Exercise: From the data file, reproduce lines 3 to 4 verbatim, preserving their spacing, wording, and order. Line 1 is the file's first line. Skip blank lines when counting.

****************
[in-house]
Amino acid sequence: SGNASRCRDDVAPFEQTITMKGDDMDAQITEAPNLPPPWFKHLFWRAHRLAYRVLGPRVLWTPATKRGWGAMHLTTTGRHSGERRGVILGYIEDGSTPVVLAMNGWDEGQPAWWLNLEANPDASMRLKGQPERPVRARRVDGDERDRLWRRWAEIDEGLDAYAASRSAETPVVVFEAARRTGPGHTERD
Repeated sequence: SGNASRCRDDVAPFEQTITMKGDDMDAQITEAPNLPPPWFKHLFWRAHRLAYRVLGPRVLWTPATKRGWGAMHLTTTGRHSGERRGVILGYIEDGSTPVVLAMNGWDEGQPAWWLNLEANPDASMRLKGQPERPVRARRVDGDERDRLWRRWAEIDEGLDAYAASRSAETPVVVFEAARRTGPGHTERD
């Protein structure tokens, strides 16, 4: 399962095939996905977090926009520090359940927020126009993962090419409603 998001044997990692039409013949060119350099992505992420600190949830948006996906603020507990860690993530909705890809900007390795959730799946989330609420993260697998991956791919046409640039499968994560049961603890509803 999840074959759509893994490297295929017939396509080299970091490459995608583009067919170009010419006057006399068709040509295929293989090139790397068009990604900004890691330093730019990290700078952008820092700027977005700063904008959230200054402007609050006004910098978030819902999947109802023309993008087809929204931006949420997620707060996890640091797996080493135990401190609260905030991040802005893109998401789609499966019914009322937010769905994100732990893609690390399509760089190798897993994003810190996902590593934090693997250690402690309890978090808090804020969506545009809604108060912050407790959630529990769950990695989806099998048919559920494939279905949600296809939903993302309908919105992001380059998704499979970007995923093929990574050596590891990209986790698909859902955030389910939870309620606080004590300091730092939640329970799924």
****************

Repeated sequence: SGNASRCRDDVAPFEQTITMKGDDMDAQITEAPNLPPPWFKHLFWRAHRLAYRVLGPRVLWTPATKRGWGAMHLTTTGRHSGERRGVILGYIEDGSTPVVLAMNGWDEGQPAWWLNLEANPDASMRLKGQPERPVRARRVDGDERDRLWRRWAEIDEGLDAYAASRSAETPVVVFEAARRTGPGHTERD
């Protein structure tokens, strides 16, 4: 399962095939996905977090926009520090359940927020126009993962090419409603 998001044997990692039409013949060119350099992505992420600190949830948006996906603020507990860690993530909705890809900007390795959730799946989330609420993260697998991956791919046409640039499968994560049961603890509803 999840074959759509893994490297295929017939396509080299970091490459995608583009067919170009010419006057006399068709040509295929293989090139790397068009990604900004890691330093730019990290700078952008820092700027977005700063904008959230200054402007609050006004910098978030819902999947109802023309993008087809929204931006949420997620707060996890640091797996080493135990401190609260905030991040802005893109998401789609499966019914009322937010769905994100732990893609690390399509760089190798897993994003810190996902590593934090693997250690402690309890978090808090804020969506545009809604108060912050407790959630529990769950990695989806099998048919559920494939279905949600296809939903993302309908919105992001380059998704499979970007995923093929990574050596590891990209986790698909859902955030389910939870309620606080004590300091730092939640329970799924």